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    PROGRAMMING - TRIGONOMETRY LOOKUP TABLE

    code

    Trigonometric Lookup Tables were used quite often way back when computers were only in labs and not everyday in people's homes. Back then computers were slow, so slow that it would take some significant amount of time to solve say, cos(40). And processors were unable to do it through hardware too. So if you needed to solve trigonometry functions real time, you would need a different solution. Yes you guessed it, a lookup table. Why would you need this? Because although computers can do billions of trig functions in seconds, that little tiny PIC you have on your omni-wheel robot cannot. So here is how to do it. Copy/paste my PIC C code below and change the syntax to whatever language you are using. Too easy, huh? =P

    To call the function just say:
    output=anglookuptable(the_angle_in_degrees,0);// 0 for cosine, 1 for sine

    The Trigonometric Lookup Table Code:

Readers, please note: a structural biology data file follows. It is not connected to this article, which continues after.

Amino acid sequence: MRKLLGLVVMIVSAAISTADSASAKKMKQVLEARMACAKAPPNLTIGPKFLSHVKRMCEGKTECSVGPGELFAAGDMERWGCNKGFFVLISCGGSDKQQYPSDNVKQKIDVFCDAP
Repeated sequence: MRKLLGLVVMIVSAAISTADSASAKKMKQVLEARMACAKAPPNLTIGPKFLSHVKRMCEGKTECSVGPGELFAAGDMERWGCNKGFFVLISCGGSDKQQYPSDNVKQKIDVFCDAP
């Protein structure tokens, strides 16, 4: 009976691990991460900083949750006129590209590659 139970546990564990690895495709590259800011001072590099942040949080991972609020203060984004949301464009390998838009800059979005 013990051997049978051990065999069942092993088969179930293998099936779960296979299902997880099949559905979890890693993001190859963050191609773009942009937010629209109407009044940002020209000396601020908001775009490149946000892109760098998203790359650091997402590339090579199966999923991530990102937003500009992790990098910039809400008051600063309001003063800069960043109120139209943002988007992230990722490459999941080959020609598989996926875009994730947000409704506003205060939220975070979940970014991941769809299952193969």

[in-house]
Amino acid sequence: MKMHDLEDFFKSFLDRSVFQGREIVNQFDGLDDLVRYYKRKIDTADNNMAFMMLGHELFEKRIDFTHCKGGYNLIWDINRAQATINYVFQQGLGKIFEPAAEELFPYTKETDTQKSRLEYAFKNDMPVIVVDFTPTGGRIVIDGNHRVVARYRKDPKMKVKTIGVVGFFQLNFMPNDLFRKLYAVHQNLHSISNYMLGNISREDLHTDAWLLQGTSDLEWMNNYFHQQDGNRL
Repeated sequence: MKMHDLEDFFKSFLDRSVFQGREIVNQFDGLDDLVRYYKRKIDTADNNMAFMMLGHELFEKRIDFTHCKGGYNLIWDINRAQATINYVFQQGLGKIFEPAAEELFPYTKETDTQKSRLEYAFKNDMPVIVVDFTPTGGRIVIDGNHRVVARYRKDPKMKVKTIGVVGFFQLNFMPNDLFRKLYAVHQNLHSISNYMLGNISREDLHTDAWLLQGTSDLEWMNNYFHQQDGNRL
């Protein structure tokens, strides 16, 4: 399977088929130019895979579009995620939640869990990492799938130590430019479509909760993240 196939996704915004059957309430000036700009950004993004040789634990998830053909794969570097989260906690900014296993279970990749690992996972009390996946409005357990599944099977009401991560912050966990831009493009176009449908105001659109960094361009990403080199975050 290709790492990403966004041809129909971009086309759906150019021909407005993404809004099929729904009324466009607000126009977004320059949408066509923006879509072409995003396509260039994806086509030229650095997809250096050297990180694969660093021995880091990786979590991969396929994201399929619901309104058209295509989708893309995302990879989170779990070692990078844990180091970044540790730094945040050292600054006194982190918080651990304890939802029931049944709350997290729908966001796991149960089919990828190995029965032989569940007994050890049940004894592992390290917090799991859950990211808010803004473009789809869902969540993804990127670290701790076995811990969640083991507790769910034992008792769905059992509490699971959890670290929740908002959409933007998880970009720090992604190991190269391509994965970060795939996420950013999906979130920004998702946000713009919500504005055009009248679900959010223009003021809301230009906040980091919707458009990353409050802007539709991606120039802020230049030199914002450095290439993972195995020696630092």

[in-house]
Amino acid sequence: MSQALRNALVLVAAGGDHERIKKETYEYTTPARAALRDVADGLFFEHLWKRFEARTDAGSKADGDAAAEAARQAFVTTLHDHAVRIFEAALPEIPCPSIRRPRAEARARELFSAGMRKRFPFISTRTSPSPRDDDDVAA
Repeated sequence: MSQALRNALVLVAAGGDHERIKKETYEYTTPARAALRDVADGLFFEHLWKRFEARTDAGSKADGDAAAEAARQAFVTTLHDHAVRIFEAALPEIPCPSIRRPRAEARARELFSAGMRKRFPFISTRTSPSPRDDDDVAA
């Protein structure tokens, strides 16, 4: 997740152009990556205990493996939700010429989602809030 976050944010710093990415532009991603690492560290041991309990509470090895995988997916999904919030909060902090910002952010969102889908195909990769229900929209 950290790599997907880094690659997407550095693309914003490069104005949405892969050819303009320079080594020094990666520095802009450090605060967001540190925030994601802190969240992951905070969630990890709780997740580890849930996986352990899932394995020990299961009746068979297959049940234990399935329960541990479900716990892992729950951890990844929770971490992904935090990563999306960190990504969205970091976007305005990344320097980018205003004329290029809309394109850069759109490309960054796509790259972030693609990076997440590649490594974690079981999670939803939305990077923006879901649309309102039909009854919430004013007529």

signed int angtable[10]={100,99,94,87,77,64,50,34,17,0}; //multiplied by 100 so no floating point math

    //trig lookup table, type 1 for cos, 0 for sin, degrees is from 0->360

    signed int anglookuptable(long int degrees, int type);

    //trig lookup table, type 0 for cos, 1 for sin, degrees is from 0->360
    signed int anglookuptable(long int degrees, int type)

      { //{100,99,94,87,77,64,50,34,17,0}

      signed int c=1;
      signed int s=1;

      int i=(degrees/10); //includes 0 to 90 degrees

      if (i > 9 && i < = 18) //between 91 and 180

        {
        i=18-i;
        c=-1;
        }

      if (i > 18 && i< = 27) //between 181 and 270

        {
        i=i-18;
        c=-1;
        s=-1;
        }

      if (i > 27 && i < =36) //between 271 and 360

        {
        i=36-i;
        s=-1;
        }

      if (type==1) //cosine

        {
        //printf("%d\r\n",c*angtable[i]);
        return c*angtable[i];
        }

      else //sine

        {
        //printf("%d\r\n",s*angtable[9-i]);
        return s*angtable[9-i];
        }
      }


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